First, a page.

JAKARTA (Reuters) - Indonesian President Joko Widodo put two experienced technocrats into economic management posts on Wednesday in a cabinet reshuffle designed to reassure investors worried about a policy drift that has allowed growth to slip to a six-year low.
Widodo’s move defied expectations that his own party would compel him to make more political appointments, a move that may surprise critics who say he has not been the robust leader they had hoped for when he took office last year.
Darmin Nasution, who was central bank governor from 2010 to 2013 and received his doctorate from the Sorbonne in Paris, was chosen to replace Sofyan Djalil as chief economic minister.
The 66-year-old pledged to tackle rising food prices and streamline import policy to shore up confidence at a time when the government has faced criticism for passing measures many see as protectionist.
Nasution told reporters a top priority would be to improve data accuracy when setting food policy.
Another unexpected choice was the appointment of Harvard-educated financial executive Thomas T. Lembong as trade minister. Chief executive of Quvat Management, a Singapore-based private equity firm that invests in Indonesia, Lembong previously worked at Deutsche Bank and Morgan Stanley.
Lembong was a senior vice president at the Indonesian Bank Restructuring Agency that was set up to revive the banking system after the Asian financial crisis in 1998.
“Indonesia and the president are aware of a rising negative perception of its trade policies and Lembong’s appointment is a corrective measure for that,” said Jakarta-based analyst Douglas Ramage.
A source familiar with Widodo’s reshuffle plan said he was keen to dispel impressions of weak leadership and policy muddle.
By appointing ministers with international experience and an external focus he may address concerns that his government too readily resorts to protectionism and is not wholly committed to nurturing foreign investment, the source said.
Widodo’s meteoric rise from furniture businessman to president of the world’s third-largest democracy, and the first to come from outside the political or military establishment, was widely seen as a watershed moment for Indonesia.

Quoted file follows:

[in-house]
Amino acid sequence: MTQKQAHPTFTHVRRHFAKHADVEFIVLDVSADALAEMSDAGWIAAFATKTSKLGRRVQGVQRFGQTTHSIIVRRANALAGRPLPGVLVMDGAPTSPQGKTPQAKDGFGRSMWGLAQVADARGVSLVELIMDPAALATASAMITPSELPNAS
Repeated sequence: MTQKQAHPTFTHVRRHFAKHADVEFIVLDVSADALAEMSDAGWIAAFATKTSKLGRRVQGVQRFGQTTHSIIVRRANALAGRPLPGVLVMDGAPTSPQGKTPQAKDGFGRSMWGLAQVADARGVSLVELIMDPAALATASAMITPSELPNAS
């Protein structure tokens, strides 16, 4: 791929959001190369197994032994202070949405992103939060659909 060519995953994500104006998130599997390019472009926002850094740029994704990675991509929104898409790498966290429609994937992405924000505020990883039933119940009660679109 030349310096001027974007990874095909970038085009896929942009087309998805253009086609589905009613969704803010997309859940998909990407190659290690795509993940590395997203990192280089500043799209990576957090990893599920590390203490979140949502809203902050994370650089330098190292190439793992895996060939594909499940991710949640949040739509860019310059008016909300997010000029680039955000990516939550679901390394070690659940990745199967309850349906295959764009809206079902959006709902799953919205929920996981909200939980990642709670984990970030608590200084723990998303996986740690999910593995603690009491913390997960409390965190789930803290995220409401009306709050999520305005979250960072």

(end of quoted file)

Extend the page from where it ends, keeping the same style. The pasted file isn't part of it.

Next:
Supporters had predicted that the former governor of Jakarta would root out corruption, promote people based on merit rather than connections and create an environment where a stalling economy could reignite and investment flourish.
Instead, he has been widely seen as sometimes out of his depth and struggling to get around entrenched vested interests.
Wellian Wiranto, an economist at OCBC bank, said new chief economics minister Nasution should have a strong understanding of both monetary and fiscal policy as former governor of the central bank and head of the tax office.
“There is ... a better chance of policy coordination,” Wiranto said. “At the end of the day, however, it will depend on whether he has the political air cover from his boss to do what he needs to do on the ground.”
Four other cabinet appointments were announced on Wednesday.
Luhut Pandjaitan, a former chief of special forces and close aide to Widodo, retained his role as chief of staff in the president’s office and was also appointed as coordinating minister for security and political affairs.
New Cabinet secretary Pramono Anung and Coordinating Minister for Maritime Affairs Rizal Ramli are both said to be close to the chief of Widodo’s party, Megawati Sukarnoputri.
While many consider Ramli a seasoned economist, his appointment along with Anung is seen as a move to appease former president Megawati, who has made no secret of her demands on Widodo to toe the party line.
Widodo has been dogged by severe public criticism over his perceived failure to stand up to vested interests and the political elite that backed him in last year’s election.
“What we see is Widodo being politically astute in the reshuffle,” Ramage said, adding that it showed the president had not completely given in to political pressures.
Additional reporting by Kanupriya Kapoor and Jakarta bureau; Writing by John Chalmers